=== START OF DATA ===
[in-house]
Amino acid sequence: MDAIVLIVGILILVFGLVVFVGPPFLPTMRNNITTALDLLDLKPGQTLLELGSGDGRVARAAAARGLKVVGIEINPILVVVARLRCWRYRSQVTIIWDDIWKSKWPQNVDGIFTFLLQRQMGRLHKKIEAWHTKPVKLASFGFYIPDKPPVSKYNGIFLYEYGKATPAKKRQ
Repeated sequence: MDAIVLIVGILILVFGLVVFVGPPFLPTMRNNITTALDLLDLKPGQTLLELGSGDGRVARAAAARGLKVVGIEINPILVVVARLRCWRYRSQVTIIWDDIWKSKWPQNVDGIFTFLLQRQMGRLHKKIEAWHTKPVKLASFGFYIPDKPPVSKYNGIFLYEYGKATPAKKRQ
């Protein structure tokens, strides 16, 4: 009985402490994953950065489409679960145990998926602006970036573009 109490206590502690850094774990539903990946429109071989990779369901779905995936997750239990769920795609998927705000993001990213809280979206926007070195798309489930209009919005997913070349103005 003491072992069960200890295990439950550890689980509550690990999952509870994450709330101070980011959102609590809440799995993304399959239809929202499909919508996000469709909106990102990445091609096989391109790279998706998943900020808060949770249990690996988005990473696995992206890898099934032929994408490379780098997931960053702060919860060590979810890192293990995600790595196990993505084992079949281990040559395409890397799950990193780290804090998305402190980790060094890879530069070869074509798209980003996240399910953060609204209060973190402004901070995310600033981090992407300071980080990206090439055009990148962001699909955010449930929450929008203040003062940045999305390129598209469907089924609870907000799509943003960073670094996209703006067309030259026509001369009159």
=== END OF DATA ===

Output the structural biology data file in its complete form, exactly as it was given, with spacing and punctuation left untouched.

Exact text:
[in-house]
Amino acid sequence: MDAIVLIVGILILVFGLVVFVGPPFLPTMRNNITTALDLLDLKPGQTLLELGSGDGRVARAAAARGLKVVGIEINPILVVVARLRCWRYRSQVTIIWDDIWKSKWPQNVDGIFTFLLQRQMGRLHKKIEAWHTKPVKLASFGFYIPDKPPVSKYNGIFLYEYGKATPAKKRQ
Repeated sequence: MDAIVLIVGILILVFGLVVFVGPPFLPTMRNNITTALDLLDLKPGQTLLELGSGDGRVARAAAARGLKVVGIEINPILVVVARLRCWRYRSQVTIIWDDIWKSKWPQNVDGIFTFLLQRQMGRLHKKIEAWHTKPVKLASFGFYIPDKPPVSKYNGIFLYEYGKATPAKKRQ
């Protein structure tokens, strides 16, 4: 009985402490994953950065489409679960145990998926602006970036573009 109490206590502690850094774990539903990946429109071989990779369901779905995936997750239990769920795609998927705000993001990213809280979206926007070195798309489930209009919005997913070349103005 003491072992069960200890295990439950550890689980509550690990999952509870994450709330101070980011959102609590809440799995993304399959239809929202499909919508996000469709909106990102990445091609096989391109790279998706998943900020808060949770249990690996988005990473696995992206890898099934032929994408490379780098997931960053702060919860060590979810890192293990995600790595196990993505084992079949281990040559395409890397799950990193780290804090998305402190980790060094890879530069070869074509798209980003996240399910953060609204209060973190402004901070995310600033981090992407300071980080990206090439055009990148962001699909955010449930929450929008203040003062940045999305390129598209469907089924609870907000799509943003960073670094996209703006067309030259026509001369009159």